Needless to say, it was a target rich environment. Just a few divas down, a young Air Force Sergeant fidgeted and squirmed, turning on his heels to pace back and forth until he wore a shoe-shined groove in the sidewalk. I tracked him with my lens and picked up on his misery. Honing my focus, I followed him on the tiny screen at the end of the eyecup, not sure whether he was about to burst into song, drop and pop off fifty push-ups or commandeer my new cell phone and call in an air strike. I’m happy to report that later in the afternoon, the good Sergeant made the cut, passing on to round three and keeping the Republic safe for at least another fortnight. Let’s just hope Paula, Simon and randy dig his stripes come Thursday. Otherwise, I’m digging that bomb shelter I’ve put off for so long.

A few feet away from Sergeant Hard-Rock, a smiley young lady from Saginaw Michigan bounced what may be the world’s cutest baby. With an accent straight out of the movie ‘Fargo’, she explained how her young daughter really didn’t mind spending the day in line. From the look on the baby’s face, Mom was right. Had I tried the same thing with my own daughters when they were that age, they would have surely spewed, levitated and scored their own reality show. Luckily for the child, Mom’s pipes eventually came up short and she was banished form the land of All things Idol. The last I saw of her, she was tearfully hugging a fellow contestant she’d bonded with in line, the adorable child sleeping mercifully under the crush of heaving bosoms.

Of course, those who expected a private audience with the celebrity judges got a surprise once they entered the Marriott. Thrust a copy of the lyrics from the song ‘Fame’, twenty-somethings in Idol Crew shirts encouraged all who would listen to learn the song. To help drive home that point, someone cranked up the Irene Cara hit to somewhere past eleven. By the fifteenth time it played over the loudspeaker, everyone within earshot was singing along - including a certain news shooter with literary aspirations. About that time, I lost full control of my senses, seeing only what passed through my viewfinder and hearing none of it. Before I knew it, fifteen hours had passed and I slouched back to the live truck for the last time, knowing I’d have plenty of time to tell you all about what happened inside the auditions when I returned on Wednesday to do the whole bloody thing over again. Don’t touch that dial...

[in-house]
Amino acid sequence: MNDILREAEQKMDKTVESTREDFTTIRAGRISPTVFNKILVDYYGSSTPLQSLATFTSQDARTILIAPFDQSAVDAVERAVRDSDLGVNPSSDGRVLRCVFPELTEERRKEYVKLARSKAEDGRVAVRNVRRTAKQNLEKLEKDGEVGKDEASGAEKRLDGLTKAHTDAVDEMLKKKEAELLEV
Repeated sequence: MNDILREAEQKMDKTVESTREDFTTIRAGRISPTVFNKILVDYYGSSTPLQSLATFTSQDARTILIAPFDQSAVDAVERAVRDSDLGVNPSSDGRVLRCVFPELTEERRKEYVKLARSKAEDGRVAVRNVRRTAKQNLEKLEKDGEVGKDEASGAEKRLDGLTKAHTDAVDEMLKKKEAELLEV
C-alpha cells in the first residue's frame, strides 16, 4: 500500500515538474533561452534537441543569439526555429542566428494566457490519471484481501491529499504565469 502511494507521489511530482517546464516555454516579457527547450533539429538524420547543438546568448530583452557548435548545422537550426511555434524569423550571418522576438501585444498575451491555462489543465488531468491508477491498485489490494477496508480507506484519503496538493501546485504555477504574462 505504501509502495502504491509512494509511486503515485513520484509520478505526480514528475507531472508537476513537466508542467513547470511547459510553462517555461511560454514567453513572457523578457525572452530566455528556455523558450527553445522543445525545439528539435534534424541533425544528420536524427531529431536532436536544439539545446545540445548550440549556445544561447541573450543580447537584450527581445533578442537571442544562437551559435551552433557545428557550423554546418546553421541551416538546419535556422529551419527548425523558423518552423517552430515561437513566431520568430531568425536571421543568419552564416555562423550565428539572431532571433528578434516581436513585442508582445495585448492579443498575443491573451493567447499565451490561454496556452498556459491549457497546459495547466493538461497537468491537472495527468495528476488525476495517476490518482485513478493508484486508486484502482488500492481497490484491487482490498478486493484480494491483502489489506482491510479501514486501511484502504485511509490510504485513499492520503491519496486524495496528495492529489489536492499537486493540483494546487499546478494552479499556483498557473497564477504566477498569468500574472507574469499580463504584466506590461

Awash in American Idol

I had hoped to bring you details of American Idol's visit to Greensboro, but spending sixteen l-o-n-g hours with 8.500 rabid warblers has pretty much zapped my creative juices for the moment. But fear not dear reader (hello...anyone?), for I am redoubling my efforts to cover this momentous, if insipid event. Monday, the singing masses swarmed the Greensboro Coliseum, all clamoring for a shot at stardom and lots of humiliation along the way. Rockers, rappers and the occasional headcase all showed up before dawn, many belting out off-kilter showtunes while camera crews tracked their every delusional move. Of course, by the end of the day producers had dashed the dreams of most with a dismissive 'You're just not what we're looking for'. OUCH! But for every couple of hundred bummed-out wannabes who emerged dejected, an estatic songbird burst from the coliseum doors screaming ' I AM the next American Idol!'

Hoo-Boy. Tuesday the greatly reduced Idol ranks gather again for further reduction, with a certai namount of flailing about and gnashing of teeth. I of course will be there, turning it all into suitable television and looking for things to blog about. Here's promising a fuller report in the very near future. Seachrest...OUT!